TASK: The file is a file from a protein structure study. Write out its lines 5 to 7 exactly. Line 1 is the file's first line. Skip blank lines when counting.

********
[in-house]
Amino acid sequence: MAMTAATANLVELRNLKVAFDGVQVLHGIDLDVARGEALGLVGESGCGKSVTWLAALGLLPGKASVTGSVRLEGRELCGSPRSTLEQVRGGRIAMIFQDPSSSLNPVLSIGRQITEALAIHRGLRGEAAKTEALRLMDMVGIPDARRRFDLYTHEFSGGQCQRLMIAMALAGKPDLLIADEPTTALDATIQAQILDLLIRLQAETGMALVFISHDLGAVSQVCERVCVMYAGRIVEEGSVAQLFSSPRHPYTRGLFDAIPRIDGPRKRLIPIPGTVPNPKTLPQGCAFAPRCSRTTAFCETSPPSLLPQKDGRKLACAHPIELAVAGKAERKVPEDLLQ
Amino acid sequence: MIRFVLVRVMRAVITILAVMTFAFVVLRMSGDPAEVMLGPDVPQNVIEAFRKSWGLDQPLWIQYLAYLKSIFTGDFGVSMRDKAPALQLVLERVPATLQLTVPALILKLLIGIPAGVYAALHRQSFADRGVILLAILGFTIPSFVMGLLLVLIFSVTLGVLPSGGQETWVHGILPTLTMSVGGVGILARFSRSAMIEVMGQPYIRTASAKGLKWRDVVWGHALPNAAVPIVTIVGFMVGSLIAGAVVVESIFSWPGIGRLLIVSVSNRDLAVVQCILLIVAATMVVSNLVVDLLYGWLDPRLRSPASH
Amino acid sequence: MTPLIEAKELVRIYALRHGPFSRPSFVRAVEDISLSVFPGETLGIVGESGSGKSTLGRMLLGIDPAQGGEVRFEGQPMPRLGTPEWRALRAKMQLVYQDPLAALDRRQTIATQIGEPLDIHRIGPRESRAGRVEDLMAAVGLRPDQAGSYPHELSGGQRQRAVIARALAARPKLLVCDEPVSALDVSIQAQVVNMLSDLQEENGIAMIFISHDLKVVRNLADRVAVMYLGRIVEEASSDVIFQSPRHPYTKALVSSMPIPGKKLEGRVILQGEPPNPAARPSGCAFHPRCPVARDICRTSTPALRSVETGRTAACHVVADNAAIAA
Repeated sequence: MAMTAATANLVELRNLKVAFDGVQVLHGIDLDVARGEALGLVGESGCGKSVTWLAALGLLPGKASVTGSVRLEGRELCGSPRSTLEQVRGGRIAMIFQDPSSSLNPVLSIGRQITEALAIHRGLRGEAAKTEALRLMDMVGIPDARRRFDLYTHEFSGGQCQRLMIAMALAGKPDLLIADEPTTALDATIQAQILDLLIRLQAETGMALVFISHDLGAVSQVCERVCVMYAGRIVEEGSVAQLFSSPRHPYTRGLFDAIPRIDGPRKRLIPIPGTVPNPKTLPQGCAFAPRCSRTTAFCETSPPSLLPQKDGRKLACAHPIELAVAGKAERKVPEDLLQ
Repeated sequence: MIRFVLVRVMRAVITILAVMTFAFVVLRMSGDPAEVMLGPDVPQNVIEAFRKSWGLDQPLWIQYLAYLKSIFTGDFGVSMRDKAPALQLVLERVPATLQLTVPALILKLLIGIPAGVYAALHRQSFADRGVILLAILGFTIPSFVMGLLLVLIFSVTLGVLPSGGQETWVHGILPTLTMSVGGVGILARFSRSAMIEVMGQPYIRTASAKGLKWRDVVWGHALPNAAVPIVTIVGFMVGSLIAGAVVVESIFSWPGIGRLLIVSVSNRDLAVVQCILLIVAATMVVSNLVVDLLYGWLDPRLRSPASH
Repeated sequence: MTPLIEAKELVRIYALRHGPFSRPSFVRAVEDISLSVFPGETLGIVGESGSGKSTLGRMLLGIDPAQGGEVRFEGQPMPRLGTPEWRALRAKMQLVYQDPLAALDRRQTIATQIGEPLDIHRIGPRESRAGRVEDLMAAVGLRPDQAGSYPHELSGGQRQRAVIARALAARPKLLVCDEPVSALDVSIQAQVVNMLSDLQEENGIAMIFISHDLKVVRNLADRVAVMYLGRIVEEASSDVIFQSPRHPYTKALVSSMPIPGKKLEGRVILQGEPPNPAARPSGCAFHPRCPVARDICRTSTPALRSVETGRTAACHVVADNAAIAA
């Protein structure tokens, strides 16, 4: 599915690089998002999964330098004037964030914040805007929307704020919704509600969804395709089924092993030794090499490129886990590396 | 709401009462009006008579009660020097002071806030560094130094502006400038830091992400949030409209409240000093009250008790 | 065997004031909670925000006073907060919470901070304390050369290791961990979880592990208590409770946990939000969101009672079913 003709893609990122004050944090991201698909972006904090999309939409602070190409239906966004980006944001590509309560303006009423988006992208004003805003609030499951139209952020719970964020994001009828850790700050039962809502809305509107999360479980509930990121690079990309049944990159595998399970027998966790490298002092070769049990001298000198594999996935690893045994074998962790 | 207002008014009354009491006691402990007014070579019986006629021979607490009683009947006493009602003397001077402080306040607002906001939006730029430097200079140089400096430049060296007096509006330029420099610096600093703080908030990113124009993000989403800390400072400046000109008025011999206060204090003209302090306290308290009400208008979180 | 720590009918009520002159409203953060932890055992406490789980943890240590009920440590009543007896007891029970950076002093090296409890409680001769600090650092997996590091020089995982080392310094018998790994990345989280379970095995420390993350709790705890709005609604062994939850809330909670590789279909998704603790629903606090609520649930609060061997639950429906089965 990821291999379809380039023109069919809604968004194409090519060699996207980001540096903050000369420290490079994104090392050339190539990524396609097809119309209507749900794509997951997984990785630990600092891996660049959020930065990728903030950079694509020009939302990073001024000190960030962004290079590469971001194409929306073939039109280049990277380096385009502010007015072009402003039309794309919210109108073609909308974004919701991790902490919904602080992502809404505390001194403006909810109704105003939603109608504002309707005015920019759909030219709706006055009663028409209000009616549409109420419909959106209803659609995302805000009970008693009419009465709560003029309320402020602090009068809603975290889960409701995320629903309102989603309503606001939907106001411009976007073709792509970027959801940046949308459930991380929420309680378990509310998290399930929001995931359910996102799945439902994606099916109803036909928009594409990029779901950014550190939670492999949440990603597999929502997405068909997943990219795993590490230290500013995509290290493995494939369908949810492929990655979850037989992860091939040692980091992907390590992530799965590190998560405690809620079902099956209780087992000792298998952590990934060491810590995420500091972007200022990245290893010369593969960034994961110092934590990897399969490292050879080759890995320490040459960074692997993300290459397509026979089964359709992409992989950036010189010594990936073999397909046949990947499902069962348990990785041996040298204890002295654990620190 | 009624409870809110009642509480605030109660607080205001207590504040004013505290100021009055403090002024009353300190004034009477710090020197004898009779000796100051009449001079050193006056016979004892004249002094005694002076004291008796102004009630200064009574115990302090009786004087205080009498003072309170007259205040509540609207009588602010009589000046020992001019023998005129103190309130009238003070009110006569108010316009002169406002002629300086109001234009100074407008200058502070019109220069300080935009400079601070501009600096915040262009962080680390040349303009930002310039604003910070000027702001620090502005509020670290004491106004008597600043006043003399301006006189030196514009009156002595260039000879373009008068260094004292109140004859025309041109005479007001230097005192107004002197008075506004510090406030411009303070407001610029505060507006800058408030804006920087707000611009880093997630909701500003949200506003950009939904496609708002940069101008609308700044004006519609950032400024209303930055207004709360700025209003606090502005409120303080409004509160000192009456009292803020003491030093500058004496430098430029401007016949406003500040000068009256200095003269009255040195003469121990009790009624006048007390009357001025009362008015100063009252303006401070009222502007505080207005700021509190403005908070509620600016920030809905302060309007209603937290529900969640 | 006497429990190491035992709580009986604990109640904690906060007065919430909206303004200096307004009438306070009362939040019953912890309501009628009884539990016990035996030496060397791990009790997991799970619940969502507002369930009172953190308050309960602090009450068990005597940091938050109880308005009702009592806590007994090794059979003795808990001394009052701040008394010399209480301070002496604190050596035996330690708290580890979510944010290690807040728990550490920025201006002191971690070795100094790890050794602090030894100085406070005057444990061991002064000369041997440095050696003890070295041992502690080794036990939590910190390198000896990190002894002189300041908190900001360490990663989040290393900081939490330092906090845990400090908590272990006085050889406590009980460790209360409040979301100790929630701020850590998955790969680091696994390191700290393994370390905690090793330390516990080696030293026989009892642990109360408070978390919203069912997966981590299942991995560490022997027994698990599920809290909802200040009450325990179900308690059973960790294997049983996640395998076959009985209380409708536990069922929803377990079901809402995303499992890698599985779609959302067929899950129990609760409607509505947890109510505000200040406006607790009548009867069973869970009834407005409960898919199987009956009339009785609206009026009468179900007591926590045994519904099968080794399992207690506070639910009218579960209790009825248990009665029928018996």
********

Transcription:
Repeated sequence: MAMTAATANLVELRNLKVAFDGVQVLHGIDLDVARGEALGLVGESGCGKSVTWLAALGLLPGKASVTGSVRLEGRELCGSPRSTLEQVRGGRIAMIFQDPSSSLNPVLSIGRQITEALAIHRGLRGEAAKTEALRLMDMVGIPDARRRFDLYTHEFSGGQCQRLMIAMALAGKPDLLIADEPTTALDATIQAQILDLLIRLQAETGMALVFISHDLGAVSQVCERVCVMYAGRIVEEGSVAQLFSSPRHPYTRGLFDAIPRIDGPRKRLIPIPGTVPNPKTLPQGCAFAPRCSRTTAFCETSPPSLLPQKDGRKLACAHPIELAVAGKAERKVPEDLLQ
Repeated sequence: MIRFVLVRVMRAVITILAVMTFAFVVLRMSGDPAEVMLGPDVPQNVIEAFRKSWGLDQPLWIQYLAYLKSIFTGDFGVSMRDKAPALQLVLERVPATLQLTVPALILKLLIGIPAGVYAALHRQSFADRGVILLAILGFTIPSFVMGLLLVLIFSVTLGVLPSGGQETWVHGILPTLTMSVGGVGILARFSRSAMIEVMGQPYIRTASAKGLKWRDVVWGHALPNAAVPIVTIVGFMVGSLIAGAVVVESIFSWPGIGRLLIVSVSNRDLAVVQCILLIVAATMVVSNLVVDLLYGWLDPRLRSPASH
Repeated sequence: MTPLIEAKELVRIYALRHGPFSRPSFVRAVEDISLSVFPGETLGIVGESGSGKSTLGRMLLGIDPAQGGEVRFEGQPMPRLGTPEWRALRAKMQLVYQDPLAALDRRQTIATQIGEPLDIHRIGPRESRAGRVEDLMAAVGLRPDQAGSYPHELSGGQRQRAVIARALAARPKLLVCDEPVSALDVSIQAQVVNMLSDLQEENGIAMIFISHDLKVVRNLADRVAVMYLGRIVEEASSDVIFQSPRHPYTKALVSSMPIPGKKLEGRVILQGEPPNPAARPSGCAFHPRCPVARDICRTSTPALRSVETGRTAACHVVADNAAIAA